nth Multiple Repeated Addition Multiplication 1st multiple 30 $$30\;\times\;1\;=\;30$$ 2nd multiple 30 + 30 = 60 $$30\;\times\;2\;=\;60$$ 3rd multiple 30 + 30 + 30 = 90 $$30\;\times\;3\;=\;90$$ 4th multiple 30 + 30 + 30 +30 = 120 $$30\;\times\;4\;=\;120$$ 5th multiple 30 + 30 + 30 + 30 + 30 = 150 $$30\;\times\;5\;=\;150$$

## List of First 30 multiples of 30

There are infinitely many positive and negative numbers. Hence, listing all the possible multiples of 30 makes no sense. However, you can see the list of the first 30 multiples of 30 that is generated by multiplying 30 by numbers 1 – 30.

 Product of 30 and a positive counting number Multiples of 30 $$30\;\times\;1$$ 30 $$30\;\times\;2$$ 60 $$30\;\times\;3$$ 90 $$30\;\times\;4$$ 120 $$30\;\times\;5$$ 150 $$30\;\times\;6$$ 180 $$30\;\times\;7$$ 210 $$30\;\times\;8$$ 240 $$30\;\times\;9$$ 270 $$30\;\times\;10$$ 300 $$30\;\times\;11$$ 330 $$30\;\times\;12$$ 360 $$30\;\times\;13$$ 390 $$30\;\times\;14$$ 420 $$30\;\times\;15$$ 450 $$30\;\times\;16$$ 480 $$30\;\times\;17$$ 510 $$30\;\times\;18$$ 540 $$30\;\times\;19$$ 570 $$30\;\times\;20$$ 600 $$30\;\times\;21$$ 630 $$30\;\times\;22$$ 660 $$30\;\times\;23$$ 690 $$30\;\times\;24$$ 720 $$30\;\times\;25$$ 750 $$30\;\times\;26$$ 780 $$30\;\times\;27$$ 810 $$30\;\times\;28$$ 840 $$30\;\times\;29$$ 870 $$30\;\times\;30$$ 900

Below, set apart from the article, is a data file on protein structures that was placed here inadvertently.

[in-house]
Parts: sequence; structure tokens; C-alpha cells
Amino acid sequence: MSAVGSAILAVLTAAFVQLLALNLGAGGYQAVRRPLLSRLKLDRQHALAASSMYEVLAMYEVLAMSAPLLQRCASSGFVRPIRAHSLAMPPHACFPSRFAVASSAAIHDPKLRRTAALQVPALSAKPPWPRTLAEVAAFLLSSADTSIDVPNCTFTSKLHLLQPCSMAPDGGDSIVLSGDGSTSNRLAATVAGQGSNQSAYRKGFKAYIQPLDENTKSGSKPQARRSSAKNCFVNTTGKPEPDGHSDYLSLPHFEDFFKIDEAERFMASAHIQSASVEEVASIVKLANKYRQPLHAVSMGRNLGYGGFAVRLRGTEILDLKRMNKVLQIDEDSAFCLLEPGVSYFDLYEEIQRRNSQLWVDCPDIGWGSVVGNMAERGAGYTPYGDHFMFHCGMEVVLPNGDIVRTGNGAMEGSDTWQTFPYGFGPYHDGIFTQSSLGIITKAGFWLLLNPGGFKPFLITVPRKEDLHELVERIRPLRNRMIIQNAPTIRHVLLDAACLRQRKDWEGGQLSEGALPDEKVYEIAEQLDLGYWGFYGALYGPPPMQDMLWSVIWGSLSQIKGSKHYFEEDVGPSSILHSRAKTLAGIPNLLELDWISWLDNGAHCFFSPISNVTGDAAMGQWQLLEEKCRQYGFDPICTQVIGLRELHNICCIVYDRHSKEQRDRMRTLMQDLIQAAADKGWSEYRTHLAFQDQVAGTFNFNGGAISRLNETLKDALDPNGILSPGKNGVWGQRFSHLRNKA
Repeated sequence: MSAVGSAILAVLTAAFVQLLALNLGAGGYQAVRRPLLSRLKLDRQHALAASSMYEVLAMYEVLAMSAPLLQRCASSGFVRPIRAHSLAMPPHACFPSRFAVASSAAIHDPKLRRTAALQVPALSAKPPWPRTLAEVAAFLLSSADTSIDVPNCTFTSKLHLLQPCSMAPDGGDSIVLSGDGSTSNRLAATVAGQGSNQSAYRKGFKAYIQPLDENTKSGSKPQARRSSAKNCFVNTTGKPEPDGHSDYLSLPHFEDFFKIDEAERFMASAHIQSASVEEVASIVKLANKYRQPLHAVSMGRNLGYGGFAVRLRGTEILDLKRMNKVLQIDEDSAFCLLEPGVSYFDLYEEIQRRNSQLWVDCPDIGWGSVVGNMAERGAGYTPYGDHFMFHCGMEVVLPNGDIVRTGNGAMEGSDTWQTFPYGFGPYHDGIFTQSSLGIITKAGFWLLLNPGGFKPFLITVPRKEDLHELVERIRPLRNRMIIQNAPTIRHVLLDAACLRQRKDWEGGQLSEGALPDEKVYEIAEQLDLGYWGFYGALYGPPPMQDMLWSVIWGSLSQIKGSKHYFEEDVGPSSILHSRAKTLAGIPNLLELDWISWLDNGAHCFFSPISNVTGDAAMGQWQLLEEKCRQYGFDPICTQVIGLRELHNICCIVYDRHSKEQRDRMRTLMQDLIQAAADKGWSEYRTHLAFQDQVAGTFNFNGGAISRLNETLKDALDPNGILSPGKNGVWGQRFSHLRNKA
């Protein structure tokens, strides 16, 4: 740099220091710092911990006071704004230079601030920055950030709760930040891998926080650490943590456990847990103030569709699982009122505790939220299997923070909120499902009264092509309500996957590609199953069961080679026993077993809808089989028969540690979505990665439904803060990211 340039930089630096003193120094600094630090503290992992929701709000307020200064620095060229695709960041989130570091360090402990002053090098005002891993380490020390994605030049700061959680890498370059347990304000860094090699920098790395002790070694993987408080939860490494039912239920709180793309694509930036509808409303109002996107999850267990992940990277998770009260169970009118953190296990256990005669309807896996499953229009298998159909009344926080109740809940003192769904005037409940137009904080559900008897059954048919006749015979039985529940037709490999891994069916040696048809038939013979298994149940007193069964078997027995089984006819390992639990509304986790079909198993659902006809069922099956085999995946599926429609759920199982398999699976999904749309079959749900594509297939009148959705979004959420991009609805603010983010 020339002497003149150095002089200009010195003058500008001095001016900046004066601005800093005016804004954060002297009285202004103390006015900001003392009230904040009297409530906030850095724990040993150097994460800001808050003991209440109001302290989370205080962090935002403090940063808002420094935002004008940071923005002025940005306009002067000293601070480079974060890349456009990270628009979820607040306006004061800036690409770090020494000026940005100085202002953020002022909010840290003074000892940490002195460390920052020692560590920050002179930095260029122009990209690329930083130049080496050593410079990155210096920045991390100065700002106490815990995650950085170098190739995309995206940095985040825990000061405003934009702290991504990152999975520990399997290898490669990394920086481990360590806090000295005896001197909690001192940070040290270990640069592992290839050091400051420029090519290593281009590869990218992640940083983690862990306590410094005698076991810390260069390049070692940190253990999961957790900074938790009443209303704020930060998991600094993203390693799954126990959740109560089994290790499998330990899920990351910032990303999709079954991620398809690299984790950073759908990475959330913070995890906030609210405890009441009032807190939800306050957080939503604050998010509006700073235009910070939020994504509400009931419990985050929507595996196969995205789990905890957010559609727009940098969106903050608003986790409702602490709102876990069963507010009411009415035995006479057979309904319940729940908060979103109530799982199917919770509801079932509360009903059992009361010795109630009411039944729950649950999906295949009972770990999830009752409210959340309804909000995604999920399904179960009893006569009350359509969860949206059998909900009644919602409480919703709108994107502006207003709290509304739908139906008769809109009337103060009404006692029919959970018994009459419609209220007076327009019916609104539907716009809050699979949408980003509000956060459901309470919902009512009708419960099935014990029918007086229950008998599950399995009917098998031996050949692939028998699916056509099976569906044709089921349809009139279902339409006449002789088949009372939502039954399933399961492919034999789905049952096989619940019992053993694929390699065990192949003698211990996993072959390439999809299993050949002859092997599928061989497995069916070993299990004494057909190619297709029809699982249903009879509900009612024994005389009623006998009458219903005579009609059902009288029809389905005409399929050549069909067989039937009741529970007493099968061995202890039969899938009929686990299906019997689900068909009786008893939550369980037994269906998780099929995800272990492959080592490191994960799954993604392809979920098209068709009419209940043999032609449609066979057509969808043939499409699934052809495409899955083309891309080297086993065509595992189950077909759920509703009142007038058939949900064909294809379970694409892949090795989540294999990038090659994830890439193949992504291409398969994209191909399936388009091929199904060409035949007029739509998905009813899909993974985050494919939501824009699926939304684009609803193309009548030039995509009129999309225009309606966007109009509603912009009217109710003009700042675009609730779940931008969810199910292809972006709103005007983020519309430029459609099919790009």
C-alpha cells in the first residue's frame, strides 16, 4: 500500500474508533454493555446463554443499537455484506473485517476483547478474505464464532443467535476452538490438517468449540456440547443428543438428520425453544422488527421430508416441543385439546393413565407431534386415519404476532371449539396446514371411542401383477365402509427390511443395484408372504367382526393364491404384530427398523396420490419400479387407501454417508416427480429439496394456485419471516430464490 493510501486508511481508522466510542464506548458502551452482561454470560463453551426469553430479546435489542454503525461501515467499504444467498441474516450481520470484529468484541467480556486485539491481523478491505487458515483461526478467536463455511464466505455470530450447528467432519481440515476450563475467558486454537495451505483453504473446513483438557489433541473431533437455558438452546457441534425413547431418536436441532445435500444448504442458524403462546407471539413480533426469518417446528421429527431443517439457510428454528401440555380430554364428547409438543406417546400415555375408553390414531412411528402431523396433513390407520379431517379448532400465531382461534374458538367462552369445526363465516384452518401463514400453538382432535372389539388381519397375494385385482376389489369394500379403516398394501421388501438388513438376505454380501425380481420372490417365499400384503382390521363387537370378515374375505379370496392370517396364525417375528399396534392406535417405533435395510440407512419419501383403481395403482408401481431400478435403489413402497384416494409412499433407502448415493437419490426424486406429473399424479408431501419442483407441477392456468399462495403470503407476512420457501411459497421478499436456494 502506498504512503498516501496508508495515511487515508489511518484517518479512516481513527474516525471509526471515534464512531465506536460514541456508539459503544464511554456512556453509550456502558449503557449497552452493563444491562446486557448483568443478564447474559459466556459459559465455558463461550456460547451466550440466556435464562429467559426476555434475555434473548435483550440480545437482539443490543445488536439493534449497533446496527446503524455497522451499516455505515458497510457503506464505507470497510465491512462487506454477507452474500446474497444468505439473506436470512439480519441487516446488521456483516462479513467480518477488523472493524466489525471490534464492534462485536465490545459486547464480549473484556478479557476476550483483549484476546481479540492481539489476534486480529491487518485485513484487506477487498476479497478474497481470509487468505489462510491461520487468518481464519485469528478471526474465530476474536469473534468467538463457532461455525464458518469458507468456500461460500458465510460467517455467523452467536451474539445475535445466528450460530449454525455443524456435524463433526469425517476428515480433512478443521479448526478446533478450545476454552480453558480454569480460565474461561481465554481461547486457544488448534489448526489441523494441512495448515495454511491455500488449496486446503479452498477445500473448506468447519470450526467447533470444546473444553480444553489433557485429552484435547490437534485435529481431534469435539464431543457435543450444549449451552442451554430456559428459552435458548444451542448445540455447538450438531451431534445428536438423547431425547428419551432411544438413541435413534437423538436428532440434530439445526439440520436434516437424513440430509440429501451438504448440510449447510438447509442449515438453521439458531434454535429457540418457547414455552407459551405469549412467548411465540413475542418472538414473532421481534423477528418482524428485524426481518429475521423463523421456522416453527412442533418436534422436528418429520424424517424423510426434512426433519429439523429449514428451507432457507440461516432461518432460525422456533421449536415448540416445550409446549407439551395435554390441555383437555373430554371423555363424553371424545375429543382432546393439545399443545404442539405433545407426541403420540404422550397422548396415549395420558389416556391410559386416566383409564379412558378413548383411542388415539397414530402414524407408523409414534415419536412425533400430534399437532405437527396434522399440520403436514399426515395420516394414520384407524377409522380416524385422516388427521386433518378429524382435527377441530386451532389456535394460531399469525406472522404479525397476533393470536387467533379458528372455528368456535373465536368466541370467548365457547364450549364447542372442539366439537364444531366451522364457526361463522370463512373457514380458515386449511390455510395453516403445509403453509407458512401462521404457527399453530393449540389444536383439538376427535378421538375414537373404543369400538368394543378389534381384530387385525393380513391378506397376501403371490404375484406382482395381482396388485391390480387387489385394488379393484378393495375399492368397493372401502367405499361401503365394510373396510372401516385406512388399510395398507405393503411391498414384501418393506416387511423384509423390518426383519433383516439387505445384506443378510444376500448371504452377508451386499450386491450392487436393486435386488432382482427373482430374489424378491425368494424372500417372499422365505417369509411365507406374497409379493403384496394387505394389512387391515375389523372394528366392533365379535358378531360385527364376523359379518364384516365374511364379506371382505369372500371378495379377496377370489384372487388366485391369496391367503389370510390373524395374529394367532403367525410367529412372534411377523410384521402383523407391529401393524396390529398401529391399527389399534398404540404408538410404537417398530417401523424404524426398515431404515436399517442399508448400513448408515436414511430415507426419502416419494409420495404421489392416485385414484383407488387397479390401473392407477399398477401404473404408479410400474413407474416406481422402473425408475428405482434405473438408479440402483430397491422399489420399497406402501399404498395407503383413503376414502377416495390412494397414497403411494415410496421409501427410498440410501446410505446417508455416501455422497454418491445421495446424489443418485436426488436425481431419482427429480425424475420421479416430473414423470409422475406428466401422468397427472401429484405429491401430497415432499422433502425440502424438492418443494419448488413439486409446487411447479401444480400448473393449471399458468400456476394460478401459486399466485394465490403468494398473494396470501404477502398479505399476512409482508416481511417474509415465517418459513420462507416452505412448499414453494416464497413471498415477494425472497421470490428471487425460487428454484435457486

## Did you know that…

…if a number is divisible by 5 and 6, we can already conclude that it is a multiple of 30?

Let’s try if this is true.

Consider the number 120.

To say that a number is divisible by 5, it should either end at 0 or 5. The given number ends at 0, so it is divisible by 5.

Now, let’s see if it is divisible by 6.

If a number is divisible by 6, it should be a multiple of 2 and 3.

So, to say that a number is divisible by 2, it should be an even number. 120 is an even number because it ends at 0.

Lastly, we need to check if the sum of the digits of 120 is divisible by 3. So, 1 + 2 + 0 = 3. 3 is divisible by 3.

Since 120 is divisible by 5 and 6. We can therefore conclude that 120 is a multiple of 30. So, if we are asked to determine if a number is a multiple of 30, we can easily do this by checking if:

• it is an even number.
• a multiple of 5; and
• the sum of all its digits is divisible by 3.

Now, let’s try if 784620 is a multiple of 30 using this technique. Is it an even number? Yes.
Is it a multiple of 5? Yes.
Is the sum of the digits of 784620 a multiple of 3? Adding the digits 7 + 8 + 4 + 6 + 2 + 0 = 27.
Since 27 is divisible by 3, we can say that 784620 is also a multiple of 3.

Therefore, 784620 is definitely a multiple of 30!

What a trick, right? Makes it easy for us to check if a number is a multiple of 30!

## Solving problems involving multiples of 30

Now, let’s try to solve problems that we may encounter in our daily lives.

### Problem #1 Jennie works 30 hours a week as a freelance writer at a rate of $30/hour. How much does Jennie earn in a week? How about in a month? In this problem, we are asked to find the weekly and monthly earnings of Jennie. What we know so far is that she earns$30 per hour. So, to get her weekly salary, we need to multiply it by the total number of hours she works in a week.

Since she works 30 hours each week, we need to get the 30th multiple of 30. Hence,

$$\30\;\times\;30\;=\;\900$$.